Some choose to live in museums of past pain. They are stuck in a time when they suffered an injustice or a time when they were betrayed by a loved one or a time when someone that they loved suffered a wrong. These museums act more like prisons because it feels very much like the inhabitants are there involuntarily. But they are not there involuntary because they could leave if they chose to do so.

Some time ago I received a certified letter from Miami. It was from a friend from so many years ago that may as well have been from a former life. We knew each other when we both were non denominational ministers in Florida, but we had no contact with one another in over 20 years. The point of his letter was to tell me that he was an alcoholic, that he had two failed marriages, that he was estranged from his children, and that he traced it all back to me.

It was true that we had gone through some very difficult things. Conflicts had emerged and none of us handled it well. There were scars all around. We were able to meet face to face and he was right in some of the things that he accused me of. I admitted where I had wronged him and I asked for his forgiveness. But at the same time I disagreed with him that I had the power to make him an alcoholic, to ruin two marriages and certainly not to estrange him from his kids. He was the one choosing to live the museum of his past pain. I told him about my life as a priest, about this wonderful church, about my marriage to Beth. I did it not to rub salt in his wounds but as a testimony that we don’t have to stay stuck in the past. I wanted him to know that in Christ, God has given us a way to move forward.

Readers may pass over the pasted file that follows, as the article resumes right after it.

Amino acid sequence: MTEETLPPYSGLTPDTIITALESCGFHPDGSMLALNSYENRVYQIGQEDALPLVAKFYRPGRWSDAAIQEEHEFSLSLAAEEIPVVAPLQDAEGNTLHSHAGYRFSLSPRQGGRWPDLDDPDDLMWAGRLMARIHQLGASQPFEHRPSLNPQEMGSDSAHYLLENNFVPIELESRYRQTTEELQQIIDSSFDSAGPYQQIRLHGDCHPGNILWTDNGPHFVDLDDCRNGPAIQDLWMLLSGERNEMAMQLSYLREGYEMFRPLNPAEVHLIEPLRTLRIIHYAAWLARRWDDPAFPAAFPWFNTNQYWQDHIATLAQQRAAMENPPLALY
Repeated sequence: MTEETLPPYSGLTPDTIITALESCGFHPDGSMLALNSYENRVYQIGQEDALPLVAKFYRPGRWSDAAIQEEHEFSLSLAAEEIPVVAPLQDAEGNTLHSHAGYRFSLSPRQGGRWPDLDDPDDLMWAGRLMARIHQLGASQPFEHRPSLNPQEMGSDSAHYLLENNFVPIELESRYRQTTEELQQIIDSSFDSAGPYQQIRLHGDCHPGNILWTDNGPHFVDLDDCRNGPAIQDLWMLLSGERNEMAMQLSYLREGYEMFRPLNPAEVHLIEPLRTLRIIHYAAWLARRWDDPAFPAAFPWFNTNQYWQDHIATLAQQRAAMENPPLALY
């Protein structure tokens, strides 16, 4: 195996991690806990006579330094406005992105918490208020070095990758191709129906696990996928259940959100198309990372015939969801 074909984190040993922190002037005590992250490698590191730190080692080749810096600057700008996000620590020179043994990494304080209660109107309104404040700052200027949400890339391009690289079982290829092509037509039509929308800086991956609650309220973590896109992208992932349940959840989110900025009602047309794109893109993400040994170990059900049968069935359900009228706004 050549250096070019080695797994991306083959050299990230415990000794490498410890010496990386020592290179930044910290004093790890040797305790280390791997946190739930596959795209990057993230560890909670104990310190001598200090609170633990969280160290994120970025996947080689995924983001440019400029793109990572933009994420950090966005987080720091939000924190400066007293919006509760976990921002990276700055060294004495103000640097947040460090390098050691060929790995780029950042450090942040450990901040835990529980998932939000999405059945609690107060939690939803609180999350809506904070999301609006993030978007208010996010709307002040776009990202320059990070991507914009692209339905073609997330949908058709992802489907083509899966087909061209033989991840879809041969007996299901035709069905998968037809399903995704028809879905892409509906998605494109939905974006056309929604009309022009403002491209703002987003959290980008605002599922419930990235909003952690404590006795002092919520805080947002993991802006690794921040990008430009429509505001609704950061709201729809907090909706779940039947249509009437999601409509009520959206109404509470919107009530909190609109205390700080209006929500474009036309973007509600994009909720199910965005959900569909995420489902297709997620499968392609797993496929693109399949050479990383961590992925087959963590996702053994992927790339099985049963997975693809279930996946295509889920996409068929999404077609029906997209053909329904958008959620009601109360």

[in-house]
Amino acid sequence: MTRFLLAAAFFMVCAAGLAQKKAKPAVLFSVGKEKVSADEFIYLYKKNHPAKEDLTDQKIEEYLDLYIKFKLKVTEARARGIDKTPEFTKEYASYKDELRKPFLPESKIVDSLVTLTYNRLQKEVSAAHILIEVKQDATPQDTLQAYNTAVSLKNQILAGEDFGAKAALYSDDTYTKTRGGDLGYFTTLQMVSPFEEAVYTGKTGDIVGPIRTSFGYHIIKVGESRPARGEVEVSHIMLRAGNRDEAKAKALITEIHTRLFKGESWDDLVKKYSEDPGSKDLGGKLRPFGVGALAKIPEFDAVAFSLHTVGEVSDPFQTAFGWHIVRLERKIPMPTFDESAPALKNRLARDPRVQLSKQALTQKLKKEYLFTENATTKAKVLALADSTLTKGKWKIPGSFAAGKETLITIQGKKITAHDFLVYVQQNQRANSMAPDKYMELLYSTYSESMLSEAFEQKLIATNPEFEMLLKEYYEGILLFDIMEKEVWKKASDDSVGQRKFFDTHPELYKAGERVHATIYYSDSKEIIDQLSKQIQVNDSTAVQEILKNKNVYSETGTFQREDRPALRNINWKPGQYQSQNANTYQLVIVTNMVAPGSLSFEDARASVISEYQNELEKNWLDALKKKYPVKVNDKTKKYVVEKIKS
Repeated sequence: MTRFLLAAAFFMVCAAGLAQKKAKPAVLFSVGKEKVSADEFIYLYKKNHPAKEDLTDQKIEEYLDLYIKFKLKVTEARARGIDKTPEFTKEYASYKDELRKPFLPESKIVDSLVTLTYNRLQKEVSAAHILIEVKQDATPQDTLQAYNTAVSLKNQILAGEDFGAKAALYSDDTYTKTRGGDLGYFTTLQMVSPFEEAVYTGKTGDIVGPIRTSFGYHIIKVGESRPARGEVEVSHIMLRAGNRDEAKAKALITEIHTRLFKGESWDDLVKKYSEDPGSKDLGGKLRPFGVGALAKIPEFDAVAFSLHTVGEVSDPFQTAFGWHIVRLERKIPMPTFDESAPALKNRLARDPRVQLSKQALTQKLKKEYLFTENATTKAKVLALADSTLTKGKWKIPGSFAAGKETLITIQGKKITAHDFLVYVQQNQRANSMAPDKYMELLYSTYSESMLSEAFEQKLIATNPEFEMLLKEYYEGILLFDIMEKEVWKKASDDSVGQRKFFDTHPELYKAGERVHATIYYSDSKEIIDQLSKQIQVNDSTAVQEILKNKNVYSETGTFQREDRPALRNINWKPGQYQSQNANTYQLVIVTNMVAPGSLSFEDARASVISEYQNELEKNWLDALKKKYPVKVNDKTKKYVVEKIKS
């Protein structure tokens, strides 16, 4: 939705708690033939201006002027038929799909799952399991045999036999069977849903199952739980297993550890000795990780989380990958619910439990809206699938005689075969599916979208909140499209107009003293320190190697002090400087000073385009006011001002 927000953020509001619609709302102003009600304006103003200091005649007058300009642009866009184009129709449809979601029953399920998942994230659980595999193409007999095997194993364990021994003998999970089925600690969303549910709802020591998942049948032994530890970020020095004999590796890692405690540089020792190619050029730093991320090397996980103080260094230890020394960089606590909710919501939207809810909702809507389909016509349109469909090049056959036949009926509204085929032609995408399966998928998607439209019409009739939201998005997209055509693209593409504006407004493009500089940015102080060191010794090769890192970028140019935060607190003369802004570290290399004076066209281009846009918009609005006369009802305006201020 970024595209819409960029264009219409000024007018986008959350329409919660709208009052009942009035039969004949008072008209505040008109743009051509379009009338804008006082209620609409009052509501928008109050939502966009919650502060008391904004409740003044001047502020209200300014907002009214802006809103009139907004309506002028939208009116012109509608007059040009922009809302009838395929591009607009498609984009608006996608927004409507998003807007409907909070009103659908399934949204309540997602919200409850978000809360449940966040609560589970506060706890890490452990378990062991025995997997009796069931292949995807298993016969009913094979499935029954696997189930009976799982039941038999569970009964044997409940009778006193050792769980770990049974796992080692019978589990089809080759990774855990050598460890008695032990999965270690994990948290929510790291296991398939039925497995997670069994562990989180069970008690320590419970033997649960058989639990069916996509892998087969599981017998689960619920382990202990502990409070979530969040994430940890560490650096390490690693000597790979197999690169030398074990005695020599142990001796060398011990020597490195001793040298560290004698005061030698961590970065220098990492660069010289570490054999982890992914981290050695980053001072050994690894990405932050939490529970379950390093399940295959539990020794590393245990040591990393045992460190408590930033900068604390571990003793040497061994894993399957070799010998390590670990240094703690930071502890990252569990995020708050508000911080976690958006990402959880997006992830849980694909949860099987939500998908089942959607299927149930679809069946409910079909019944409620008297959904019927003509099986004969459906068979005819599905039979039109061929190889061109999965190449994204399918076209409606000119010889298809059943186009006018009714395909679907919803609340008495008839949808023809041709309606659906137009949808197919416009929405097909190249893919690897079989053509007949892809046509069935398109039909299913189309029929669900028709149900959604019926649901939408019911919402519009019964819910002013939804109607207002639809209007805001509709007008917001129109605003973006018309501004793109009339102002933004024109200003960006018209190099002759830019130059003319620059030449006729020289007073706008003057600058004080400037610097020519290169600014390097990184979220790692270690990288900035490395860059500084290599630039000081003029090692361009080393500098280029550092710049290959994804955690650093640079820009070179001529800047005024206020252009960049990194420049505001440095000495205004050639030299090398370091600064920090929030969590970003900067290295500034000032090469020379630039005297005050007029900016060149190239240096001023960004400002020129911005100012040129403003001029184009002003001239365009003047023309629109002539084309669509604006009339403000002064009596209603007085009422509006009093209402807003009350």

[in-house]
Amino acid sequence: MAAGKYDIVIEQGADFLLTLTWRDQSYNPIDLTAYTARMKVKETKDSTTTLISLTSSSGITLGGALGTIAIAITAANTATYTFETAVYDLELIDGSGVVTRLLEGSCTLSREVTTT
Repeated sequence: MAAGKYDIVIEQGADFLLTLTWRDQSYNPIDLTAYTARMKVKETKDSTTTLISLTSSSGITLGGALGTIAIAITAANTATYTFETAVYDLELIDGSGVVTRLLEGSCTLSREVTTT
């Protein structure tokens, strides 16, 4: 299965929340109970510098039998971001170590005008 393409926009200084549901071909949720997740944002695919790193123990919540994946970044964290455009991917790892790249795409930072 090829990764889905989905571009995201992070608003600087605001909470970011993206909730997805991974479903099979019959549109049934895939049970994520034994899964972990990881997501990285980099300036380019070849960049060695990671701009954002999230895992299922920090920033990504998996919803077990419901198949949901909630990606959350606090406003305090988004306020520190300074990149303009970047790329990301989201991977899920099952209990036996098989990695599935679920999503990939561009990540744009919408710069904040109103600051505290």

Another kind of museum that I have witnessed folks living in is the museum of their past sins. They become emotionally and/or spiritually stuck because they wrongfullybelieve that God could never forgive them. Or even if they are able to get over the hurdle of God’s forgiveness, often they don’t seem to be able to forgive themselves. It is not hard to imagine that it was this kind of thinking that led Judas to take his own life.

So the question is, what do you do if you find yourself living in one of these museums or something akin to them? The answer can be found in these dynamic words from St. Paul to the Philippians.